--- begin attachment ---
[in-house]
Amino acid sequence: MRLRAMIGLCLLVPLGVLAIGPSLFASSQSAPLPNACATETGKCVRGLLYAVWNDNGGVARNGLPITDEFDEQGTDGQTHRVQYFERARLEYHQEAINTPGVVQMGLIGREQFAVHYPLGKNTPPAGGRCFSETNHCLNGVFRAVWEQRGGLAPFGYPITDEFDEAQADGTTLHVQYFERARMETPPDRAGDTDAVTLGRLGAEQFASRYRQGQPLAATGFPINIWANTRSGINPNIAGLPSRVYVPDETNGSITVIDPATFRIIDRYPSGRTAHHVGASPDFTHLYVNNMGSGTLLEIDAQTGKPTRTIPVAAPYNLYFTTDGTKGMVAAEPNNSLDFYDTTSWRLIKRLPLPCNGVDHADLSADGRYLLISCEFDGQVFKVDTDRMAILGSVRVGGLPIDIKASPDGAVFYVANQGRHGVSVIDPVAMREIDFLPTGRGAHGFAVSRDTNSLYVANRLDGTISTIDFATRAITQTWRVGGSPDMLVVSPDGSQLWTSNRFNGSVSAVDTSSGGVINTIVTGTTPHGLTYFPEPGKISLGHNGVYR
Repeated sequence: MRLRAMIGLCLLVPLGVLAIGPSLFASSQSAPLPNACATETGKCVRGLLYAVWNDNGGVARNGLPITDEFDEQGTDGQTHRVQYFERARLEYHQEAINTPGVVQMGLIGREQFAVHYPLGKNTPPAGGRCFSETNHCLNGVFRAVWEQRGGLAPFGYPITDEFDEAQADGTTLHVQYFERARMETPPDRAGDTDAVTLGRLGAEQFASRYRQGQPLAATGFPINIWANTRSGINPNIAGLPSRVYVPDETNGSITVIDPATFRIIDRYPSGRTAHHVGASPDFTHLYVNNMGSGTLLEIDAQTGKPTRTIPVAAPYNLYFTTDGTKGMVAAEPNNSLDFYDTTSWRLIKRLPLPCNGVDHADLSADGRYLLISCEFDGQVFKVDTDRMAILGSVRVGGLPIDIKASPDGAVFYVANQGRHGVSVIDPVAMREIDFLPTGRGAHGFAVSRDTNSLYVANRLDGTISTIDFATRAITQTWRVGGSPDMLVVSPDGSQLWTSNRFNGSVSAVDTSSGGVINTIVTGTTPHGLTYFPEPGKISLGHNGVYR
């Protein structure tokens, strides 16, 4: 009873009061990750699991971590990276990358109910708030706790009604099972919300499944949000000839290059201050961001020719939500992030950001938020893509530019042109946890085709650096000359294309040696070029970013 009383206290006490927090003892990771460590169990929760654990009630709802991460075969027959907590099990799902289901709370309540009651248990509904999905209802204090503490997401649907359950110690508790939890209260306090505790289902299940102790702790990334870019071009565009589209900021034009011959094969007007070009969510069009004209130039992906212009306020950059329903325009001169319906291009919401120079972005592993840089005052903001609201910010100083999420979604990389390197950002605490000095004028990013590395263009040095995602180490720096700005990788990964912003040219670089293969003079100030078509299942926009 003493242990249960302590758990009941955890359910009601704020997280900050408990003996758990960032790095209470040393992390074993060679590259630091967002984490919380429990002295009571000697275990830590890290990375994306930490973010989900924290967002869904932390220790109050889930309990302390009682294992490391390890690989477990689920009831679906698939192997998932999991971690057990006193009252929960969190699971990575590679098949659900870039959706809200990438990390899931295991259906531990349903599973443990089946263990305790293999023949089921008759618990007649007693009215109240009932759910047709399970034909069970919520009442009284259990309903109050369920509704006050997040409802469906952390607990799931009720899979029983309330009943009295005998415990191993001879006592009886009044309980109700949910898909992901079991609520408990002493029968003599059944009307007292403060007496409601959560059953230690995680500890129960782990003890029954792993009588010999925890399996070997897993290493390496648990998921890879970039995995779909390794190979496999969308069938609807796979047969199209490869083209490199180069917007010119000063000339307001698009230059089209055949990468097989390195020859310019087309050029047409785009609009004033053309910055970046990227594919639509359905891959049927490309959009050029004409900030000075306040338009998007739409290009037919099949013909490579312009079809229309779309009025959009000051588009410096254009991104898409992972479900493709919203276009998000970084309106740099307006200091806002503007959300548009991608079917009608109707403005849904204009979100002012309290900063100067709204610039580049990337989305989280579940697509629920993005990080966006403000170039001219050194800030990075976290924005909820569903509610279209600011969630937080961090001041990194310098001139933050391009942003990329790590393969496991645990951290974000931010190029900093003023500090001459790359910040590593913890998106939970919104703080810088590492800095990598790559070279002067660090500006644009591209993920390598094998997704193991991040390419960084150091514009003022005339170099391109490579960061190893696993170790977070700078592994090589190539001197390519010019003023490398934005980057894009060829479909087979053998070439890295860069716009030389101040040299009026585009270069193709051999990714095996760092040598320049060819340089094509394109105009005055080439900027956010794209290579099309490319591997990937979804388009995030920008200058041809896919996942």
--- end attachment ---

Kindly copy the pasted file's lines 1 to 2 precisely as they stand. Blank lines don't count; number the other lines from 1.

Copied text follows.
[in-house]
Amino acid sequence: MRLRAMIGLCLLVPLGVLAIGPSLFASSQSAPLPNACATETGKCVRGLLYAVWNDNGGVARNGLPITDEFDEQGTDGQTHRVQYFERARLEYHQEAINTPGVVQMGLIGREQFAVHYPLGKNTPPAGGRCFSETNHCLNGVFRAVWEQRGGLAPFGYPITDEFDEAQADGTTLHVQYFERARMETPPDRAGDTDAVTLGRLGAEQFASRYRQGQPLAATGFPINIWANTRSGINPNIAGLPSRVYVPDETNGSITVIDPATFRIIDRYPSGRTAHHVGASPDFTHLYVNNMGSGTLLEIDAQTGKPTRTIPVAAPYNLYFTTDGTKGMVAAEPNNSLDFYDTTSWRLIKRLPLPCNGVDHADLSADGRYLLISCEFDGQVFKVDTDRMAILGSVRVGGLPIDIKASPDGAVFYVANQGRHGVSVIDPVAMREIDFLPTGRGAHGFAVSRDTNSLYVANRLDGTISTIDFATRAITQTWRVGGSPDMLVVSPDGSQLWTSNRFNGSVSAVDTSSGGVINTIVTGTTPHGLTYFPEPGKISLGHNGVYR